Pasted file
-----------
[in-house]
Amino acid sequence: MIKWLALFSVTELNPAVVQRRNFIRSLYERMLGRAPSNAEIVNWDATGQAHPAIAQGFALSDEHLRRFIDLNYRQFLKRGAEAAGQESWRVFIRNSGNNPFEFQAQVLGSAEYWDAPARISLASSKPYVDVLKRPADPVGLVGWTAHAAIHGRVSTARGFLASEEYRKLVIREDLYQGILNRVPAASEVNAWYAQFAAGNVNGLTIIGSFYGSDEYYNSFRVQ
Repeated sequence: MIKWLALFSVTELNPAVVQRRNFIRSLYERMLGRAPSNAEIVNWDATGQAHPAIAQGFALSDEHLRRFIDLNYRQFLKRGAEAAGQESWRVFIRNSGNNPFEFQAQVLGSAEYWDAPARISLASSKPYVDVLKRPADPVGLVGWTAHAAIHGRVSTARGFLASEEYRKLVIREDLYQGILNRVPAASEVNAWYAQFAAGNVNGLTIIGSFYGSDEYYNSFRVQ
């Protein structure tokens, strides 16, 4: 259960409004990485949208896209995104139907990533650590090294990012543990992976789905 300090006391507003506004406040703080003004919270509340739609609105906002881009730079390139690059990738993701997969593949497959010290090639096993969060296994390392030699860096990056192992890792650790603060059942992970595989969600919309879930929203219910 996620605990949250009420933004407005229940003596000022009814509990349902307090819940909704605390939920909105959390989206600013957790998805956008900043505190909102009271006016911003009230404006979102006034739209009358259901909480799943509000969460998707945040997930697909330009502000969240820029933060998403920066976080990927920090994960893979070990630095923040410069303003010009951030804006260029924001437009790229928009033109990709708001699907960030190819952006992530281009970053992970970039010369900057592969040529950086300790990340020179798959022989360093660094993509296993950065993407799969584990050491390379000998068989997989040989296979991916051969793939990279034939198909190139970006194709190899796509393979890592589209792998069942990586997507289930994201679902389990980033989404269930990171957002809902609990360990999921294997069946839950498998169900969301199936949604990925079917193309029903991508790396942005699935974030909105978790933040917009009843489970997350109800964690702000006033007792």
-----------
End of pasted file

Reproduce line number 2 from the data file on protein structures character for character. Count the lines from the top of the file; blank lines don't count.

Amino acid sequence: MIKWLALFSVTELNPAVVQRRNFIRSLYERMLGRAPSNAEIVNWDATGQAHPAIAQGFALSDEHLRRFIDLNYRQFLKRGAEAAGQESWRVFIRNSGNNPFEFQAQVLGSAEYWDAPARISLASSKPYVDVLKRPADPVGLVGWTAHAAIHGRVSTARGFLASEEYRKLVIREDLYQGILNRVPAASEVNAWYAQFAAGNVNGLTIIGSFYGSDEYYNSFRVQ